# someone help me with a physic question ...

Discussion in 'Physics' started by zelda1850, Jan 3, 2010.

1. ### zelda1850 Thread Starter New Member

Jan 3, 2010
18
0
An 80 kilogram skier slides on waxed skis along a horizontal surface of snow at constant veloctiy while pushing with his poles. what is the horizontal component of the force pushing him forward?

i only know the mass how can i solve this problem?

this was mutiple choice

1) 0.05 N
2) 0.04 N
3) 40 N
4) 4N

2. ### steveb Senior Member

Jul 3, 2008
2,432
469
The calculation is $F=m\; g \; u$ where $m$ is the mass of the skier, $g$ is the acceleration due to gravity (9.807 m/s^2) and $u$ is the coefficient of kinetic friction between the waxed skis and snow. It's simple to calculate if you know $u$ for this case. I don't know what it is; however, I know $u$ for Teflon on Teflon is 4 % (i.e. u=0.04), and I doubt that skis on snow is any better than this. Hence, number 3 appears to be the only answer that seems physically possible to me.

Last edited: Jan 3, 2010
3. ### Fraser_Integration Member

Nov 28, 2009
142
6
you haven't got all the information needed to answer the question.

4. ### steveb Senior Member

Jul 3, 2008
2,432
469
Enough information is given because it is a multiple choice question. Only one answer is reasonable. The teacher or book may have provided approximate coefficients of friction. Even if not, the internet makes tracking down the approximate values very easy.

I was able to answer the question without consulting a reference because I've worked with Teflon and know that Teflon on Teflon has a coefficient of friction of 0.04, and I know that there are very few things more slippery than Teflon on Teflon.

Interestingly, an example of something much more slippery can be found in our own joints. See the following table.

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May 11, 2009
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6. ### steveb Senior Member

Jul 3, 2008
2,432
469
How did you get 23 Newton? The data you quoted shows the coefficient of kinetic friction is 0.05 for waxed skis on snow.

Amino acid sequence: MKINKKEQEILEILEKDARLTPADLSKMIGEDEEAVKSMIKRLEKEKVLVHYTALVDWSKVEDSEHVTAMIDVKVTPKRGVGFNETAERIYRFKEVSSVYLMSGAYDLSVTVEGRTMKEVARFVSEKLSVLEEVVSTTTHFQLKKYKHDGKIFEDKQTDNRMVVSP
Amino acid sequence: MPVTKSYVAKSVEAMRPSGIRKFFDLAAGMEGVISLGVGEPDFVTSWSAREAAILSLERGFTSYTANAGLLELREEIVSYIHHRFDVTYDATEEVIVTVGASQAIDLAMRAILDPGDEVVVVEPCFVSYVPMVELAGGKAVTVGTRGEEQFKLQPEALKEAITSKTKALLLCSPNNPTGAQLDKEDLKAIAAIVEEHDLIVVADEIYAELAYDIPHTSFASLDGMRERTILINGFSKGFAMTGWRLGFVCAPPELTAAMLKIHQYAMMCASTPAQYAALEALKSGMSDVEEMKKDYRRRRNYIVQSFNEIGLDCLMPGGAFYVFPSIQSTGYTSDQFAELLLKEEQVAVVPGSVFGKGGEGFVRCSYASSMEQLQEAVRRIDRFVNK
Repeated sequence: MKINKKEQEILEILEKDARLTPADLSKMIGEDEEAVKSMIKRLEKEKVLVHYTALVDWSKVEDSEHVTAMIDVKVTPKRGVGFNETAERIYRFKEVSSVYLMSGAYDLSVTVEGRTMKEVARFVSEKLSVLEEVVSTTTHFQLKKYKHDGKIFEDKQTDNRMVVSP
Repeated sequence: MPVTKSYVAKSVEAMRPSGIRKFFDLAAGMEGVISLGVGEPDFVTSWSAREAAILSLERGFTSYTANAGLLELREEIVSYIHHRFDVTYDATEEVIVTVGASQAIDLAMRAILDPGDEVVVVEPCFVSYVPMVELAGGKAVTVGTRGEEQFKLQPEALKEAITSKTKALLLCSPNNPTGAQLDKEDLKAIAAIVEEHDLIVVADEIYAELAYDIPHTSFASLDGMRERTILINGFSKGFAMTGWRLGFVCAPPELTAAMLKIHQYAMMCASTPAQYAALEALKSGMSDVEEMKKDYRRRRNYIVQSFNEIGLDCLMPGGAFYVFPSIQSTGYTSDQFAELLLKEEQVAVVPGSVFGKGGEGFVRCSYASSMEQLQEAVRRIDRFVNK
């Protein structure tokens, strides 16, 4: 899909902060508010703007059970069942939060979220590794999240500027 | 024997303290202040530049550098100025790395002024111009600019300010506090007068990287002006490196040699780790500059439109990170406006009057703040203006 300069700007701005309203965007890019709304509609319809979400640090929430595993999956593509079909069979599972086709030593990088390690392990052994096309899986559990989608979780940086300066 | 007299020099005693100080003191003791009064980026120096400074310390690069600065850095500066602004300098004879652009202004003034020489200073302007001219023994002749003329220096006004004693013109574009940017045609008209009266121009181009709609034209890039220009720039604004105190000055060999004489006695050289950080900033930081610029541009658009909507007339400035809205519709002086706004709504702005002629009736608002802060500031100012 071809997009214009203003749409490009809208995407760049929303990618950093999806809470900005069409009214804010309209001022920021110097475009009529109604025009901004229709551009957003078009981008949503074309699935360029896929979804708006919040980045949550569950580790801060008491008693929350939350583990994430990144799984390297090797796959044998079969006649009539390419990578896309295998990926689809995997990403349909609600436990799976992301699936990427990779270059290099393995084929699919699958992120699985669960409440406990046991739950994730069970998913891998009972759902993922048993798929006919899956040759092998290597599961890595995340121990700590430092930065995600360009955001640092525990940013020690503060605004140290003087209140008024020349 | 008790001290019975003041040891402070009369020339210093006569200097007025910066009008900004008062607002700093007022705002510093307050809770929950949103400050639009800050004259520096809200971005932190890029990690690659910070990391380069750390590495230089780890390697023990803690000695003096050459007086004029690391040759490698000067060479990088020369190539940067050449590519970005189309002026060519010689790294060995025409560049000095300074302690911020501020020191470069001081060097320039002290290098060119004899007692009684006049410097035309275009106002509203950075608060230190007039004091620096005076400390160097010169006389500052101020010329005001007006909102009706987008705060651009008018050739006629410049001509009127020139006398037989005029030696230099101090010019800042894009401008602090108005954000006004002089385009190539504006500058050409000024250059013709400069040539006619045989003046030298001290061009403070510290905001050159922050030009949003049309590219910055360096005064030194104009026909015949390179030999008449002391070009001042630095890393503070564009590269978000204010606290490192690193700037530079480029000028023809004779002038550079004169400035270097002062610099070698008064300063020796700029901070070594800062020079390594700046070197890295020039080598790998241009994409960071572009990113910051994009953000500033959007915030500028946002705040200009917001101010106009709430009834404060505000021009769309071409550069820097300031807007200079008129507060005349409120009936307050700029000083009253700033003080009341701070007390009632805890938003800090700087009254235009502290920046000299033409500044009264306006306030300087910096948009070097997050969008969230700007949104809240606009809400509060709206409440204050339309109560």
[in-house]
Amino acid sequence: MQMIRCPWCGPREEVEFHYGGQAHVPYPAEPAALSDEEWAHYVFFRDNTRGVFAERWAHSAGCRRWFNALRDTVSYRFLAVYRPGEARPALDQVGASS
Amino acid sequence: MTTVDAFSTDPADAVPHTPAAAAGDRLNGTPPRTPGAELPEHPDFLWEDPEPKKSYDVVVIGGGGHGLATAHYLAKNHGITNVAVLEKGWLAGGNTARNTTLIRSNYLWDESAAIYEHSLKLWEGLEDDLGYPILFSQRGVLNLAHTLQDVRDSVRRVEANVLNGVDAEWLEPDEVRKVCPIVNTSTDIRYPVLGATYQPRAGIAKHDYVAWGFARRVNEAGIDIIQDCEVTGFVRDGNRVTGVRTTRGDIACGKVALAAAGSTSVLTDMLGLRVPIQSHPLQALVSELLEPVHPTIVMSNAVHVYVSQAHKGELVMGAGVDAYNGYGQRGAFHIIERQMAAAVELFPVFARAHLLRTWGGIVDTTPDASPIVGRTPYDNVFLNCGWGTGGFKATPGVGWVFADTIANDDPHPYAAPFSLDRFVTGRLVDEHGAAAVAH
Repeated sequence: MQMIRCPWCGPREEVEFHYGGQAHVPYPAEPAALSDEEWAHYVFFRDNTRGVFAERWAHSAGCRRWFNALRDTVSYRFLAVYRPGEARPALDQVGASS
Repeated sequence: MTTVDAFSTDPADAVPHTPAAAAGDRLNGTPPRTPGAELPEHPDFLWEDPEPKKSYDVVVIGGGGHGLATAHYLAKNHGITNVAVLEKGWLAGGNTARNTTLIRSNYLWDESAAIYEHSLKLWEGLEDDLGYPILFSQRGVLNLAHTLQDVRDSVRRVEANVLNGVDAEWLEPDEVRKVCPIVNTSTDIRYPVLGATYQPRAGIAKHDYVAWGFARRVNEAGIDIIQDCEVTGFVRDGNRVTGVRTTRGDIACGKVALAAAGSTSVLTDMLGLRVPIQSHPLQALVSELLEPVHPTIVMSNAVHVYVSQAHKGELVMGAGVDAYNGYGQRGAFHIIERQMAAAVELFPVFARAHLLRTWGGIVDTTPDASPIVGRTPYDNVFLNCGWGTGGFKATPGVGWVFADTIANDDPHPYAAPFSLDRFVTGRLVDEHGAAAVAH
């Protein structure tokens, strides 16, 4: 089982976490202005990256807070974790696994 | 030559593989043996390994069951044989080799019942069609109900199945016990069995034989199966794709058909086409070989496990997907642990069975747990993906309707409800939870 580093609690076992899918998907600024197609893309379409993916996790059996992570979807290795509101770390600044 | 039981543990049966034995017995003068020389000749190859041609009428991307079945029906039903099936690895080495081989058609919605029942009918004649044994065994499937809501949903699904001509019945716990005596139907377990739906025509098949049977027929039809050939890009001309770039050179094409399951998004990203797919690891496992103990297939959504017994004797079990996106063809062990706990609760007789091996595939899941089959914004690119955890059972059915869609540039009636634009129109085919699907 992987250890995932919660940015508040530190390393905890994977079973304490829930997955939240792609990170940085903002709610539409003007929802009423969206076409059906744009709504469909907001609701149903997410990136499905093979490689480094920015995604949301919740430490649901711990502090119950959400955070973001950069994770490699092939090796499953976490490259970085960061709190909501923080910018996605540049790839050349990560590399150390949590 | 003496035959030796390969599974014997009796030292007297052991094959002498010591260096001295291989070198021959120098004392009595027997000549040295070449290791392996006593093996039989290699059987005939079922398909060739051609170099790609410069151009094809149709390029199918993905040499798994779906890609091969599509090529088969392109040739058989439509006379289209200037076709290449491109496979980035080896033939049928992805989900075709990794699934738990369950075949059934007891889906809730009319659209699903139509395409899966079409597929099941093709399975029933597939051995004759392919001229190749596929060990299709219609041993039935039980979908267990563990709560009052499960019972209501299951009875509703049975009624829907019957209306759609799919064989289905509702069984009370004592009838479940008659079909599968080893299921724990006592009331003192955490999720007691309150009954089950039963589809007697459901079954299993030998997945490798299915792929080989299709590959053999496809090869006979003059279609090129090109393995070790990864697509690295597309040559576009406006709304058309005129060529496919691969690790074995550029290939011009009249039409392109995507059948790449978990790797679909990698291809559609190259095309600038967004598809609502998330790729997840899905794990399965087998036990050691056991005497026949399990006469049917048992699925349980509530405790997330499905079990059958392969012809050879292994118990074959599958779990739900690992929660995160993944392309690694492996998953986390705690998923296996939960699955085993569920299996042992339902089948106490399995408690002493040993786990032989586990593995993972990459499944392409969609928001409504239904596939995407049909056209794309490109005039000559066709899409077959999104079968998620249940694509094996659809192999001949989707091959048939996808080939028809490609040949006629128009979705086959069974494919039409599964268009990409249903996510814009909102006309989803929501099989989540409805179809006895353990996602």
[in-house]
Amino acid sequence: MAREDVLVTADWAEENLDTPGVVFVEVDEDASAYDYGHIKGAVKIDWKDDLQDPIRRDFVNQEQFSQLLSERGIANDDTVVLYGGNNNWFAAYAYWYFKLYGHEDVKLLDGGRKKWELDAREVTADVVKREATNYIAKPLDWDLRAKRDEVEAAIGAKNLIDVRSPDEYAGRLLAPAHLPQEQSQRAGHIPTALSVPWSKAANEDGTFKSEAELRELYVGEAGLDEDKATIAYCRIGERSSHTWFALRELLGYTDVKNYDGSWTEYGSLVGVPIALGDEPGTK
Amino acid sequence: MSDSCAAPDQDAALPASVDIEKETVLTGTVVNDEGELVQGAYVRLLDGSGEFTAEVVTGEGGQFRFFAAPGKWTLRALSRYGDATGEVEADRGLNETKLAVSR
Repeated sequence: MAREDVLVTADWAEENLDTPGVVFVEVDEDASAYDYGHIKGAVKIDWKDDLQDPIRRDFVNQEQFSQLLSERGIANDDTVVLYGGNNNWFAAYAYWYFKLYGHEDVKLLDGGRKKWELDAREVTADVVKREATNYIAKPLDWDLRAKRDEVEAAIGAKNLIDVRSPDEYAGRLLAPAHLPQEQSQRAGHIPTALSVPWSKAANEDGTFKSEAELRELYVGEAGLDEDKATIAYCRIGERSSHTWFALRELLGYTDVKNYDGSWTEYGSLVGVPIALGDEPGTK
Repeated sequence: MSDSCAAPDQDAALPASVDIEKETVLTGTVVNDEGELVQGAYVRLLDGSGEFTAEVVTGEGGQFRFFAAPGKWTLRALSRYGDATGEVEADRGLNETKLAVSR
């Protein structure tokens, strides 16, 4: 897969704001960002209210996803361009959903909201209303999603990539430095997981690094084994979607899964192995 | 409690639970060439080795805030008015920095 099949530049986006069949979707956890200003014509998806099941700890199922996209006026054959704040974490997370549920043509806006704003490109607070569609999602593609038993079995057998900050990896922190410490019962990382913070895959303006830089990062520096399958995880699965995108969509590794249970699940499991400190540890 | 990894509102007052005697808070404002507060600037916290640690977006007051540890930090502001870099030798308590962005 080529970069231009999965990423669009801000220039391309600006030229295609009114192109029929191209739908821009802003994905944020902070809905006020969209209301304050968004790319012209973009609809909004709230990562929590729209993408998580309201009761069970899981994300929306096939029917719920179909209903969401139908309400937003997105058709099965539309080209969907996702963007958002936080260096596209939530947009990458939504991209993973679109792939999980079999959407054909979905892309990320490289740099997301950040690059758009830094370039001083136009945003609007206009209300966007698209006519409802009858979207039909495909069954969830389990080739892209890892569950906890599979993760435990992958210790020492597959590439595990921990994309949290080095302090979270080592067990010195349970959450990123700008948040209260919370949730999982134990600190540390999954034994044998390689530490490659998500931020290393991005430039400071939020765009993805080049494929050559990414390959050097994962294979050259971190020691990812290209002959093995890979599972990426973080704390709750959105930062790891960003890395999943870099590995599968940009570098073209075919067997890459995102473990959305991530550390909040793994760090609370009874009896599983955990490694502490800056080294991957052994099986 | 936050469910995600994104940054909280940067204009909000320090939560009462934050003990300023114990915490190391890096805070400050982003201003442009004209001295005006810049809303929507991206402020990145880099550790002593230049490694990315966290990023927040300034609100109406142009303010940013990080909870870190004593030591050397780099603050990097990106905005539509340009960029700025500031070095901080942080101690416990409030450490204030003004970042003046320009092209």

Hence, F=80*9.807*0.05=39.23 Newtons.

So now we have completely answered the question and the OP need do absolutely no work at all. Congratulations to us !

7. ### Fraser_Integration Member

Nov 28, 2009
142
6

Well my point still stands, not enough information was given, and I wouldn't have thought you'd have access to Google in an exam.

8. ### t06afre AAC Fanatic!

May 11, 2009
5,936
1,227
Well, yeah... Huh, of course i did know that. But thanks anyway. I was just checking if the OP was paying attention

9. ### steveb Senior Member

Jul 3, 2008
2,432
469
If your point still stands, it does so with crutches. The question may not be worded perfectly, but the intent is to see if the student has any feel at all for orders of magnitude and whether answers are physically reasonable.

Who said this is an exam question? This is listed as a homework question, so the idea is to figure out the answer and not give up. If it were an exam question, then obviously the teacher would be testing knowledge of reasonable range of coefficient of friction in a real world problem.

One can always claim that a question does not provide all the information if we assume the reader has an empty mind and no motivation to think or study. A minimum knowledge level of the student is always assumed.

In the old days we had to go to the library to look up and learn this kind of information. Now it's available in 30 seconds with a few key strokes. How easy does a question need to be before you have "all the information needed to answer the question"?

Last edited: Jan 4, 2010